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The owners of a floating restaurant in Hong Kong have assured the business hasn't sunk after a statement indicated it could not be salvaged.
The Jumbo Floating Restaurant was established in 1976 and over the years has welcomed customers including Queen Elizabeth II and Tom Cruise, as well as being used in films by Jackie Chan and Steven Soderbergh.
After being forced to close its doors following the coronavirus outbreak in 2020, customers and fans said goodbye to the Jumbo as it was towed out of Aberdeen harbour earlier this month.
Aberdeen Restaurant Enterprises (ARE), which owns the restaurant, did not offer details on where it would be taken, but it was later revealed by Hong Kong’s marine department that it was set to move to a shipyard in Cambodia.
This is where things get a bit confusing. On Monday (20 June), ARE said the vessel encountered adverse weather conditions when passing the Paracel Islands, where water depth was 'over 1,000 metres'.
"Water soon entered before it began to tip," the company said, adding the depth made it 'extremely difficult to carry out salvage works' – a comment most people took to refer to the restaurant, indicating it had sunk and could not be salvaged.
Hong Kong icon sinks in South China Sea.— AFP News Agency (@AFP) June 21, 2022
The Jumbo floating restaurant, a once famed Hong Kong tourist attraction, sank after being towed away from the city.
Some online commentators described the sinking as a metaphor for Hong Kong's futurehttps://t.co/OSFodbCGnN pic.twitter.com/ehYcDA44tG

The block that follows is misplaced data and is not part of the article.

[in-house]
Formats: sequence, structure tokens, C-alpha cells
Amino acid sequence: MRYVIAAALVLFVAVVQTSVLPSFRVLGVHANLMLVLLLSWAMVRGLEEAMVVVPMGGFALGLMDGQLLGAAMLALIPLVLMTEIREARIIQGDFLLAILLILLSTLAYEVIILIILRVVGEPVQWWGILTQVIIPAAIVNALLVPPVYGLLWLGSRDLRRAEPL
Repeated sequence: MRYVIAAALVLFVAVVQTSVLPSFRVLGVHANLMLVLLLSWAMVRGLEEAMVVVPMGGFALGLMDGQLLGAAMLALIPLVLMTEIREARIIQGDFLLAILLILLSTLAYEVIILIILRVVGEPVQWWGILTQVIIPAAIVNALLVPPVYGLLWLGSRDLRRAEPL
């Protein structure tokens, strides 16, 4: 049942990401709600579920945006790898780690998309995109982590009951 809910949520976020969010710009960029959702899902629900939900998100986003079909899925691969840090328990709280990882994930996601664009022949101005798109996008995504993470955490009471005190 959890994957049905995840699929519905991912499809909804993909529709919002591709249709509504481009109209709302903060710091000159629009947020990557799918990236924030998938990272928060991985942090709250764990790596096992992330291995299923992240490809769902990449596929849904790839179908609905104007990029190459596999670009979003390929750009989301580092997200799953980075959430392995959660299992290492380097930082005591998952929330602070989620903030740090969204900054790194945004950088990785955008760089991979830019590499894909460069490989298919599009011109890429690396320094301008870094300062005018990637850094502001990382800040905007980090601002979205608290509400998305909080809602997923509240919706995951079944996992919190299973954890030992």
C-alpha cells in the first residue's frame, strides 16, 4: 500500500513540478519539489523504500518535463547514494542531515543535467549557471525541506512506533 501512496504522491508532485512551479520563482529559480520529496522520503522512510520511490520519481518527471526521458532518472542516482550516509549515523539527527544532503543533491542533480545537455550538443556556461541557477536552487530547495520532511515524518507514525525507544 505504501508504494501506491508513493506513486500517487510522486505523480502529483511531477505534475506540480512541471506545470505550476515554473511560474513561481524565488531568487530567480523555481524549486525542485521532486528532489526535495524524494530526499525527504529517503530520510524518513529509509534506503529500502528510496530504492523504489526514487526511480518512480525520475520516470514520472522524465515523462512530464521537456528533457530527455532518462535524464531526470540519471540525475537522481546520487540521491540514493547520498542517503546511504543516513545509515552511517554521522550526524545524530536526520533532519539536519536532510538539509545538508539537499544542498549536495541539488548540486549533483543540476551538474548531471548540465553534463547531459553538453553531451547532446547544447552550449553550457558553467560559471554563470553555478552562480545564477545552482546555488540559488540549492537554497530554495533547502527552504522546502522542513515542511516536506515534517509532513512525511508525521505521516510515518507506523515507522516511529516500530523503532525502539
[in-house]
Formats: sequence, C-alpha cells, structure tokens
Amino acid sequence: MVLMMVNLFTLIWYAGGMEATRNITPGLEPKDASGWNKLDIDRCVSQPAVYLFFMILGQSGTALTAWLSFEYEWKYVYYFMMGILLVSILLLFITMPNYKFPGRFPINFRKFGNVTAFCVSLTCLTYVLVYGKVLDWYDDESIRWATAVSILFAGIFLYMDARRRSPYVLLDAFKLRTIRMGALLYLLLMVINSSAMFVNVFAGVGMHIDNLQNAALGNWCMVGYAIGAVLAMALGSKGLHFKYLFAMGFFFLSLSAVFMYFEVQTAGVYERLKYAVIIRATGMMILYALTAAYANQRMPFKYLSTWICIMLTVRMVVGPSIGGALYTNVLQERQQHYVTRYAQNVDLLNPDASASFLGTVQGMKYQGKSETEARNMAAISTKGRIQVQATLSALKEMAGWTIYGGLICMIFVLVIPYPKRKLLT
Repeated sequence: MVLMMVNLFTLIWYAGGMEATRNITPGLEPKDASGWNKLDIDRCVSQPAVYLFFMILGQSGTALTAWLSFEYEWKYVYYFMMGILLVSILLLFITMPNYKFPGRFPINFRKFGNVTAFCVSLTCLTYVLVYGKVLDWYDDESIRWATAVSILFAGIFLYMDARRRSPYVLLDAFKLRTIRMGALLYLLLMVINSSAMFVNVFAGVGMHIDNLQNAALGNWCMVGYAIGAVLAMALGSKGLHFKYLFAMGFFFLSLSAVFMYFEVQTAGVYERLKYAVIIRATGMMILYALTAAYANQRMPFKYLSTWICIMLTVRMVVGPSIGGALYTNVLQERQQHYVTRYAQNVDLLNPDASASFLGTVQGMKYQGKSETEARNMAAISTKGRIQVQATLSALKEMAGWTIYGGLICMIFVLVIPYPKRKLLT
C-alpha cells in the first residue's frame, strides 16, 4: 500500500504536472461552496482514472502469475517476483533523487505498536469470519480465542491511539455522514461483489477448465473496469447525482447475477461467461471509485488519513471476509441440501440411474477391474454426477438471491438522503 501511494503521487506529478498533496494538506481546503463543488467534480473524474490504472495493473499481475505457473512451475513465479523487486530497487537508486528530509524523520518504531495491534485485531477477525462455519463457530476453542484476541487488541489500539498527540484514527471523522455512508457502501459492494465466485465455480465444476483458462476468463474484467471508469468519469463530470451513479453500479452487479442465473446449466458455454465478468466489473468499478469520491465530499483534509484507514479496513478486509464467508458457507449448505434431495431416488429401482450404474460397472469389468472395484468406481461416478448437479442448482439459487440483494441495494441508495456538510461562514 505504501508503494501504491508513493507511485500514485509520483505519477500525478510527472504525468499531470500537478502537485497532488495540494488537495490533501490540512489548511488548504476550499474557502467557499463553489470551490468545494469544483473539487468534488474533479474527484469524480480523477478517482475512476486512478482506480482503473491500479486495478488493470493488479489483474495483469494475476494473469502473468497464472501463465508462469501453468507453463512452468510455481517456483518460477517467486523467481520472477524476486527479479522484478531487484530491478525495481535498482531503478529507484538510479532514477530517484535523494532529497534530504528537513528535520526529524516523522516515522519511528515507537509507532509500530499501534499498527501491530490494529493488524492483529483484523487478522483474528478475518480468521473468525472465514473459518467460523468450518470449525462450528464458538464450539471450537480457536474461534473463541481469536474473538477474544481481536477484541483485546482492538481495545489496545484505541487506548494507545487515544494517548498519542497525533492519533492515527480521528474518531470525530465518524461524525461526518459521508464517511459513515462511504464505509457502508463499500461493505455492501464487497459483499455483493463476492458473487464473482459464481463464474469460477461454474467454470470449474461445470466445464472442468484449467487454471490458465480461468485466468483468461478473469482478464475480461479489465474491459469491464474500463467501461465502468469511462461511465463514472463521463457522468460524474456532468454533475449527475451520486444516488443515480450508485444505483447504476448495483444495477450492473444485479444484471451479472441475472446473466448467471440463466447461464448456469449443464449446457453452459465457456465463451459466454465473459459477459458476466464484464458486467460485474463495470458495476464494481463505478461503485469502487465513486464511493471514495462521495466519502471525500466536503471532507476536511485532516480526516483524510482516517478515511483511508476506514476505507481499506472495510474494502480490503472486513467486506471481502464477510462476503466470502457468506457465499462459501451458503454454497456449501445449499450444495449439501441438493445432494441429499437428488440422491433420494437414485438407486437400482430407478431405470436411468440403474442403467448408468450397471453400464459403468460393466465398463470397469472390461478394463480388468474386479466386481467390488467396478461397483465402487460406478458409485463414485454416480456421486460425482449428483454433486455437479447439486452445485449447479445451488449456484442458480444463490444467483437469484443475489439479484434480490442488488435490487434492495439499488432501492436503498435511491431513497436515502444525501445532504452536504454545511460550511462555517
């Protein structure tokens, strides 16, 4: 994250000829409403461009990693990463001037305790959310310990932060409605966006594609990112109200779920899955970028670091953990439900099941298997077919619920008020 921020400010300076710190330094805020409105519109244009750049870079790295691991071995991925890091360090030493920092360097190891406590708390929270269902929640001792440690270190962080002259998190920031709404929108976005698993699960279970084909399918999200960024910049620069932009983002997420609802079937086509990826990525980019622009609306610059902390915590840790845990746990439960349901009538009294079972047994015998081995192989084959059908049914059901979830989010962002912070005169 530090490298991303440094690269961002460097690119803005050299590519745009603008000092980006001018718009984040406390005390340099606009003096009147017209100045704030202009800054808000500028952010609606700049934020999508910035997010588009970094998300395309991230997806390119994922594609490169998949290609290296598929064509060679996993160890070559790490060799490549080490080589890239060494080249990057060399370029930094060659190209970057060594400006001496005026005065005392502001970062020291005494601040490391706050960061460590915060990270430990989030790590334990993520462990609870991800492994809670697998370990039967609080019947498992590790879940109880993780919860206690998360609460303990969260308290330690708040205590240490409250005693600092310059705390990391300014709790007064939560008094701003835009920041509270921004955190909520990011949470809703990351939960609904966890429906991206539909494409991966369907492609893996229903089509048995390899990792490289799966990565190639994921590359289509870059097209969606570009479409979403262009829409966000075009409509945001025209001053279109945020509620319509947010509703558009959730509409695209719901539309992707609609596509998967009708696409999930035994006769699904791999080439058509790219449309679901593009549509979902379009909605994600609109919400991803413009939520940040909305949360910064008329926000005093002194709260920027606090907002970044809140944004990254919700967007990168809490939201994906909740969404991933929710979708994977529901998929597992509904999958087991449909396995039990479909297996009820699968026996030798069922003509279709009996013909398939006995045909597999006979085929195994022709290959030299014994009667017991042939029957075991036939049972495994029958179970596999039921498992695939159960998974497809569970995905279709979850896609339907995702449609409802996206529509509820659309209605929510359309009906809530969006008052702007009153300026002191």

A few days later, ARE said both the restaurant and the accompanying tugboat were still in waters near the islands, and that reports the boat had sunk were 'inaccurate'.
It's good news for those who were sad to hear the restaurant might have gone to a watery grave, but we're not out of the woods – or the water – just yet.
On Friday (24 June), ARE’s PR representatives said that while the restaurant was afloat, it did need rescuing from the deep water. In a statement to CNN, a spokesperson for ARE said it had always used the term 'capsize' when discussing the incident and had never claimed the vessel had sunk.
Clarification on the status of the boat came after Hong Kong’s Marine Department issued a statement revealing it had only learned of the incident from media reports. Officials cited by The Guardian explained ARE may have breached the city’s regulations if the sinking was not reported within 24 hours, so it immediately requested a report from the company.
Failure to offer a reasonable explanation for the situation on time could result in a fine of HK$10,000 (£1,040).
Jumbo Kingdom measured 260-foot (80 meters) long and covered three storeys that were styled after a Chinese imperial palace.
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